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Donations By A Company At The Instance Of’ Any Person

03 June 2012   (0 Comments)
Posted by: SAIT Technical
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Donations By A Company At The Instance Of’ Any Person

PWC Tax Synopsis May 2012

Donations tax is payable on donations by a resident company, save that public companies are exempt from donations tax in terms of s 56(1)(n) of the Income Tax Act 58 of 1962.

To protect the fiscus against the stratagem in which an individual taxpayer makes a donation via a controlled company in order to avoid incurring liability to donations tax,

s 57 in its newly-amended form (which takes effect from the date that the dividends tax comes into operation) provides that, if ‘any property’ is disposed of by ‘any’ company ‘at the instance of any person’ and that disposal would have been treated as a donation had the disposal been made by that person, such property must, for the purposes of donations tax, be deemed to be disposed of under a donation by that person.

In its previous incarnation (in terms of the now repealed proviso to s 57(1)) this provision went on to say that such a person was entitled to recover any donations tax so payable from the assets of the body corporate (and such right of recovery was arguably available to the Commissioner in the event that the person in question failed to pay the tax) but this provision has been omitted from the amended version.

Deemed donations by non-resident companies:

A ‘company’, as defined in the Act (as with the term ‘body corporate’ in the repealed s 57(1)) is not confined to resident companies.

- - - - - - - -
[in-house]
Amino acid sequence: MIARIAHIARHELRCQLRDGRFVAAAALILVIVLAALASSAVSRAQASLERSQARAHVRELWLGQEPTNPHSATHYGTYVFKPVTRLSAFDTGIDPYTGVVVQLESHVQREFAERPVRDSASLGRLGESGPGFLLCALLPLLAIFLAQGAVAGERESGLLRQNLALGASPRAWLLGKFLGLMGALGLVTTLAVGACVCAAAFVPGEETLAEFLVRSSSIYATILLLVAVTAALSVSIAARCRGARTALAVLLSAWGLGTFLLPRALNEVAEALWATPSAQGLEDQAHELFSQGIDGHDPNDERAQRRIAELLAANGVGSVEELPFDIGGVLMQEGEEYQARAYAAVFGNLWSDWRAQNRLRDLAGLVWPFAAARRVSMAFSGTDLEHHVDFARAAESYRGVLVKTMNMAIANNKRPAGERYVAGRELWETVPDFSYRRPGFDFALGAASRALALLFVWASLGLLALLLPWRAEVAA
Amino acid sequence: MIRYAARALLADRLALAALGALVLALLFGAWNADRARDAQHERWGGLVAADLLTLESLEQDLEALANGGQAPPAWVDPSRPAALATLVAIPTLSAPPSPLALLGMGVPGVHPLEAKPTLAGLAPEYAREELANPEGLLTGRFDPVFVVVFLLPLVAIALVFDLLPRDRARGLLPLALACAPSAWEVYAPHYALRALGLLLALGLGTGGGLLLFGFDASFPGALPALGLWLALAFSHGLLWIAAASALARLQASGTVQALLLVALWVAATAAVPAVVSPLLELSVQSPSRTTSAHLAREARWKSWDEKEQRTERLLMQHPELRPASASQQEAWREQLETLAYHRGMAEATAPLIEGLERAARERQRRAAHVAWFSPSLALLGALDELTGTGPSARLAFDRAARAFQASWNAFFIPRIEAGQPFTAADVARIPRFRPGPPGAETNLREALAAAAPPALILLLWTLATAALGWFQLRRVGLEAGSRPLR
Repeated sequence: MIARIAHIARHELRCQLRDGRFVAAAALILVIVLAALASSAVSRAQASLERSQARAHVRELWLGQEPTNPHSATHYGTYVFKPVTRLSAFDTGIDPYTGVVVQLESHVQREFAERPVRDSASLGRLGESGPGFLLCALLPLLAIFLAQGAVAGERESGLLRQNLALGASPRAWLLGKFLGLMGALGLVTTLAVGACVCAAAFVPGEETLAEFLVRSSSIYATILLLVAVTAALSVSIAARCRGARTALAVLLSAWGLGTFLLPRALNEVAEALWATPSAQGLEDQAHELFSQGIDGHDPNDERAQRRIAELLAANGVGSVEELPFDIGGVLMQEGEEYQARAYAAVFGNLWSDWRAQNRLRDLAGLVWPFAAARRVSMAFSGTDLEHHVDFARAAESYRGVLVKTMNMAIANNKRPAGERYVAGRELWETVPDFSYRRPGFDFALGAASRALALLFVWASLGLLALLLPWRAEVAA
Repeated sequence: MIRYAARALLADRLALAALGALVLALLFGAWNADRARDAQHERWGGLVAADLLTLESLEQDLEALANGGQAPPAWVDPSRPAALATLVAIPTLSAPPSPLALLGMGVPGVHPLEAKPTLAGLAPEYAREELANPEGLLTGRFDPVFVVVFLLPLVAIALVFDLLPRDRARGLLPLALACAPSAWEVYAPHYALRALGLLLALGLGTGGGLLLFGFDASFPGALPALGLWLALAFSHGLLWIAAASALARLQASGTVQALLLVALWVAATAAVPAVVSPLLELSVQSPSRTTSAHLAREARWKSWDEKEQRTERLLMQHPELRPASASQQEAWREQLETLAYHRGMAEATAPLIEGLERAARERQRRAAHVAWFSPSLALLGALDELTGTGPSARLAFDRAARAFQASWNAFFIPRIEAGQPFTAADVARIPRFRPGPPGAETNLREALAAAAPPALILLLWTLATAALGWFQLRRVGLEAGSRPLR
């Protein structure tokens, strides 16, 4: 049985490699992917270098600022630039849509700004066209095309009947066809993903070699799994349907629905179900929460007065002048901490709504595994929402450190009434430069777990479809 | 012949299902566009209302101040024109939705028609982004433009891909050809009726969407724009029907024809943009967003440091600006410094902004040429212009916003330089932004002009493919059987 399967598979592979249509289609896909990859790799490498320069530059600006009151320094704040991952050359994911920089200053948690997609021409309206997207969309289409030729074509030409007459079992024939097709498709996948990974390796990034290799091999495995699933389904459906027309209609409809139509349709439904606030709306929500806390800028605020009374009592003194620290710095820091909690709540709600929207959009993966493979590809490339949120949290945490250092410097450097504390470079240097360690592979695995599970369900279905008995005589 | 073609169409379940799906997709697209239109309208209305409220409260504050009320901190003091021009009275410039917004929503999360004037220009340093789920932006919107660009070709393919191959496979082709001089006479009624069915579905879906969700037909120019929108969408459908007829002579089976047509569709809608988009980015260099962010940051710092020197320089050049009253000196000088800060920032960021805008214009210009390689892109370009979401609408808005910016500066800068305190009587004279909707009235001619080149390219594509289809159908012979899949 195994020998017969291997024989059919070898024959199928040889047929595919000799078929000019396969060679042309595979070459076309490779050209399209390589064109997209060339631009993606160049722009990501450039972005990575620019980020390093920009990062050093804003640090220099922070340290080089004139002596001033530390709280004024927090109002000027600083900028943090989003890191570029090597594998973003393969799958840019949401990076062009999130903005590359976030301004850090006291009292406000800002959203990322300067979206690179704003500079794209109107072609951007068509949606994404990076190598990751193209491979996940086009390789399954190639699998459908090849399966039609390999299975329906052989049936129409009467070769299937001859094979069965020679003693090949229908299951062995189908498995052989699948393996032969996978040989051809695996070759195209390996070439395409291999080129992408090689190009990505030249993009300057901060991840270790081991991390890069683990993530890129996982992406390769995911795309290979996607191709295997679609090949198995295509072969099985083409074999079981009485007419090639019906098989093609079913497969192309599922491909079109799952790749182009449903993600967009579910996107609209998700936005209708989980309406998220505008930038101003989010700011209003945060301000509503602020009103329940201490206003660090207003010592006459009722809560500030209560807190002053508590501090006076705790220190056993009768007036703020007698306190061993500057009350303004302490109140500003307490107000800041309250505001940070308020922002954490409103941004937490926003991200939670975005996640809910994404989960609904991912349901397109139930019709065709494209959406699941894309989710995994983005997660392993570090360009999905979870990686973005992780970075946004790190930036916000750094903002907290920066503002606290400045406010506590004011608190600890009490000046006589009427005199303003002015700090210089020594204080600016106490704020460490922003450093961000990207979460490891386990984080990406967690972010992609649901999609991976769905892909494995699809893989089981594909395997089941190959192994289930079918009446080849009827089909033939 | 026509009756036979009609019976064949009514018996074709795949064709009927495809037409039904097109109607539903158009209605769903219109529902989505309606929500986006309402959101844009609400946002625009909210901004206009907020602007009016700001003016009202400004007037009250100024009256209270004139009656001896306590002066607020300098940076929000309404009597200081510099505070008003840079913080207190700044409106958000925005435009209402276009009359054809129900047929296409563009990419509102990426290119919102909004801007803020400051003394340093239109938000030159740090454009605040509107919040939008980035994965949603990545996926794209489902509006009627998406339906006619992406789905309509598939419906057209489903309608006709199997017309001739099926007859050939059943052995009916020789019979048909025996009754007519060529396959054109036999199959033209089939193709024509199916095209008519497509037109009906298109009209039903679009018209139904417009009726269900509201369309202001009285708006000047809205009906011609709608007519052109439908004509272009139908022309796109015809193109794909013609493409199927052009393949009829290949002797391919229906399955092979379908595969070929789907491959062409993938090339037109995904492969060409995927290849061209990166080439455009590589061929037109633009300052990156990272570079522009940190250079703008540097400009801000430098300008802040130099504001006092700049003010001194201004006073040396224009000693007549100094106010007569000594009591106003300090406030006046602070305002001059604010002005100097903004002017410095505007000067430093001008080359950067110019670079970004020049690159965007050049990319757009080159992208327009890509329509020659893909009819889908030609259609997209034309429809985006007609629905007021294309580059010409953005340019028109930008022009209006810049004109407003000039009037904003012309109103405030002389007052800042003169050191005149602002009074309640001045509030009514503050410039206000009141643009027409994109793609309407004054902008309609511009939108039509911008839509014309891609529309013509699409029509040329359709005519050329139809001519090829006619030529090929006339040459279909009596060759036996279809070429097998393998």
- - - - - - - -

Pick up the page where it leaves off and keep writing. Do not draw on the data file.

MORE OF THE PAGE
It follows, therefore, that liability for donations tax under this deeming provision will be incurred where property is disposed of under a donation by a non-resident company at the instance of a resident individual.

For example, if X (Pvt) Ltd, a non-resident company, were to donate an asset at the instance of X, who is resident in the Republic (and perhaps, though not necessarily, the sole beneficial shareholder of the company), s 57 will apply. As a result, X will be deemed to have made the donation and, as a resident, will be liable for donations tax on the deemed donation, irrespective of whether the donee is a resident or whether the donated property is situated in the Republic.

The now-undefined expression ‘at the instance of’ a person:

The now-repealed s 57(2) prescribed the circumstances in which a donation made by a body corporate was deemed to have been made ‘at the instance of’ a particular person, namely, if, having regard to the circumstances under which the donation was made, the Commissioner was of the opinion –

  • that the donation was not made in the ordinary course of the normal income-earning operations of the body corporate, and
  • that the selection of the donee who benefited by the donation was made at the instance of that person.

Any decision of the Commissioner under s 57(2) was subject to objection and appeal.

Surprisingly, s 57(2) has been repealed by the Taxation Laws Amendment Act 24 of 2011, leaving the meaning of the phrase ‘at the instance of any person’ undefined. This is an extremely elastic expression and, shorn now of s 57(2) which ascribed a reasonably clear deemed meaning to the phrase, its interpretation is a matter for speculation. Inter alia, it is unclear whether it is necessary that the recipient of the donation should have been selected by the person at whose instance the donation was made, and whether ‘at the instance of’ encompasses a mere suggestion or connotes exercising a decisive influence in respect of the decision to donate.

If a mere suggestion suffices, it would cast the tax net preposterously wide. Any company director who floated a proposal that the company should make a donation - even a charitable donation - could incur personal liability for donations tax. If the phrase connotes exercising a decisive influence, any company with more than one director could argue that no single director exercised such influence in relation to the donation.



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